The Importance of World Mental Health Day

Observed every October 10th, World Mental Health Day’s overall objective is to raise awareness of mental health issues and mobilizing efforts in support of mental health. Founded in 1992, this year marks the event’s 25th anniversary. Each year has had a different theme, and 2017’s theme is Mental Health in the Work Place. Considering that 300 million people suffer from depression globally, and 260 million others live with anxiety disorders, promoting good mental health in people’s professional lives as well as their personal ones is an important goal. Not only from an interpersonal perspective, but also from a monetary one: a study by the World Health Organization (WHO) found that such disorders cost the global economy $1 trillion in lost productivity every year.


Domestically in the US, the numbers break down like this:

  • 1 in 5 (or 43.8 million) adults experience mental illness in a given year
  • 1 in 25 (or 10 million) adults experience a serious mental illness
  • 1 in 100 (or 2.4 million) live with schizophrenia
  • 6% (or 6.1 million) of Americans have bipolar disorder
  • 9% (or 16 million) suffer from severe depression
  • 1% (or 42 million) live with an anxiety disorder
  • 90% of those who commit suicide have an underlying mental illness

However, despite the sheer number of people who deal with mental illnesses, treatment and awareness numbers remain shockingly low.

  • Only 41% of adults with a mental health condition received help, and less than 50% of children 8-15 received mental health services
  • Only 9% of those suffering from anxiety receive treatment
  • Less than 20% of Americans with moderate depressive symptoms sought help from a medical professional
  • 4% of young adults with self-reported mental health needs forgo healthcare entirely

mental health day.pngWith these stats in mind, it can come as no surprise that World Mental Health Day exists, and still strives to grow the conversation concerning mental health, both within the United States and around the world. Celebrities, politicians, and other public figures joined the discussion via various social media platforms, but none so prevalently as Twitter. #WorldMentalHealthDay trended all day, with personal anecdotes, encouraging quotes, and others citing mental health stats to get the ball rolling. Notable examples include:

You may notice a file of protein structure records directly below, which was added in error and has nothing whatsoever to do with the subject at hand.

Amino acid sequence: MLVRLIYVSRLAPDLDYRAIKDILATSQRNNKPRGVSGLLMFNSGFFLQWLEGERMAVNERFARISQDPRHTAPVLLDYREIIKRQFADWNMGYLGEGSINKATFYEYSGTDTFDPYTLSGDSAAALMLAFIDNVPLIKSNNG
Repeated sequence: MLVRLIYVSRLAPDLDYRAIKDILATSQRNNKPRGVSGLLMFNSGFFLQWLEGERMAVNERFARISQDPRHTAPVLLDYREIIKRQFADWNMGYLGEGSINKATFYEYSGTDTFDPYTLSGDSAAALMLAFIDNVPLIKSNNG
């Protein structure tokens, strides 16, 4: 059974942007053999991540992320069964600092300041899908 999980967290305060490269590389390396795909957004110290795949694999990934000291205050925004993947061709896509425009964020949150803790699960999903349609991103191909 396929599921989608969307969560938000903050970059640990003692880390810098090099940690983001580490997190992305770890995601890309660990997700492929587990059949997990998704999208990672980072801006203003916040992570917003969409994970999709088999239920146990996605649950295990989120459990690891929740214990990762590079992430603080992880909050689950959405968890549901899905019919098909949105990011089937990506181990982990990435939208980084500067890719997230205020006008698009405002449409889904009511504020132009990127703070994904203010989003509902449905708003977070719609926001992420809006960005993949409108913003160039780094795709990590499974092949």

• Prince William, the Duke of Cambridge, who gave a speech on the importance of mental health
  • Lady Gaga, who has been vocal about her own struggle with mental illness, offered a live meditation session to followers
  • Justin Trudeau, Prime Minister of Canada, promoted ending the stigma surrounding mental illnesses, encouraging honest, open conversations about mental health

Though the official World Mental Health Day ended yesterday, promoting good mental health is not a goal that can truly be limited to just one day. In order for individuals suffering from mental health issues to truly receive the support they need, this level of awareness needs to continue throughout the year. But it is days like this that make the issue more visible, shining a light on just how many people in our lives—figures we look up to, people in our offices, friends from childhood, family members near and far—who may also be dealing with depression, anxiety, or other mental illnesses.